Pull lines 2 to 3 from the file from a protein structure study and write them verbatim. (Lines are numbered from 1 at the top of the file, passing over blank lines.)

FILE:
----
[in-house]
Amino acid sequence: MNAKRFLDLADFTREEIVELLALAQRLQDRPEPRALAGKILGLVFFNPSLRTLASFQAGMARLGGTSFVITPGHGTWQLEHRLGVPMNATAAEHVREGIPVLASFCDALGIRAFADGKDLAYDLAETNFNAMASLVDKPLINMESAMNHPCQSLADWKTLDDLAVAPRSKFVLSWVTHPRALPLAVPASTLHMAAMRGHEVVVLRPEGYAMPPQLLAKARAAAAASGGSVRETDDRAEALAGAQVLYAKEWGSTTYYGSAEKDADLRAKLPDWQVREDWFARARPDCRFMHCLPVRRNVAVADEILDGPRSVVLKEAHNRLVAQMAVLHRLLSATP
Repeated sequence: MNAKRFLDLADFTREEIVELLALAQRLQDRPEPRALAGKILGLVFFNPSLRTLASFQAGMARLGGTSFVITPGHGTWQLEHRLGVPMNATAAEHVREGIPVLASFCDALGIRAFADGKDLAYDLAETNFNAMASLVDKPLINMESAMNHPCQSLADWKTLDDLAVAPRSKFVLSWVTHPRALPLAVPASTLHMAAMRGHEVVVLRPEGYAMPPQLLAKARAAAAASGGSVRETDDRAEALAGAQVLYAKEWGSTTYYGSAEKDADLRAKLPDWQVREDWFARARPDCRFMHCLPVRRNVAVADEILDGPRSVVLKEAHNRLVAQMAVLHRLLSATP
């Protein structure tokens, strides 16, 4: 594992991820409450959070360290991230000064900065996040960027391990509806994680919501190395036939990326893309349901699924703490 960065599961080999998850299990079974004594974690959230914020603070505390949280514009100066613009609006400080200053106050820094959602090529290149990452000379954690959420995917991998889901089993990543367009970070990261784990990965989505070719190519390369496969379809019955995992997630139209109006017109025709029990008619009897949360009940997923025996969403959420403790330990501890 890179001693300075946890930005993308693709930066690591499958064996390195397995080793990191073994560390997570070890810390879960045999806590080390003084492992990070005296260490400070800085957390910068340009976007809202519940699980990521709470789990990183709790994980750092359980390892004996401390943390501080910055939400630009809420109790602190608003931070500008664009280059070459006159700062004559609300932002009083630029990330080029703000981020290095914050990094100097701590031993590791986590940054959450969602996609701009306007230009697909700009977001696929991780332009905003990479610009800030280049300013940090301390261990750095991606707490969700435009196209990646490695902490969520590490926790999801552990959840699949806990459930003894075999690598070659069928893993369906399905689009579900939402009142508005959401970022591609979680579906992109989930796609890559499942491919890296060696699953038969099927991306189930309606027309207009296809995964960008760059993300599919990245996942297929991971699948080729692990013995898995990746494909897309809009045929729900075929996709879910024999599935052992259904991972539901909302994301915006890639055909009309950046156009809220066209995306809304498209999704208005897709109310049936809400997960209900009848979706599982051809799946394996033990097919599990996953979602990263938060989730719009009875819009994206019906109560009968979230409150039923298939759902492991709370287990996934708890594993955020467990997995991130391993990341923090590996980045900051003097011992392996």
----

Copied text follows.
Amino acid sequence: MNAKRFLDLADFTREEIVELLALAQRLQDRPEPRALAGKILGLVFFNPSLRTLASFQAGMARLGGTSFVITPGHGTWQLEHRLGVPMNATAAEHVREGIPVLASFCDALGIRAFADGKDLAYDLAETNFNAMASLVDKPLINMESAMNHPCQSLADWKTLDDLAVAPRSKFVLSWVTHPRALPLAVPASTLHMAAMRGHEVVVLRPEGYAMPPQLLAKARAAAAASGGSVRETDDRAEALAGAQVLYAKEWGSTTYYGSAEKDADLRAKLPDWQVREDWFARARPDCRFMHCLPVRRNVAVADEILDGPRSVVLKEAHNRLVAQMAVLHRLLSATP
Repeated sequence: MNAKRFLDLADFTREEIVELLALAQRLQDRPEPRALAGKILGLVFFNPSLRTLASFQAGMARLGGTSFVITPGHGTWQLEHRLGVPMNATAAEHVREGIPVLASFCDALGIRAFADGKDLAYDLAETNFNAMASLVDKPLINMESAMNHPCQSLADWKTLDDLAVAPRSKFVLSWVTHPRALPLAVPASTLHMAAMRGHEVVVLRPEGYAMPPQLLAKARAAAAASGGSVRETDDRAEALAGAQVLYAKEWGSTTYYGSAEKDADLRAKLPDWQVREDWFARARPDCRFMHCLPVRRNVAVADEILDGPRSVVLKEAHNRLVAQMAVLHRLLSATP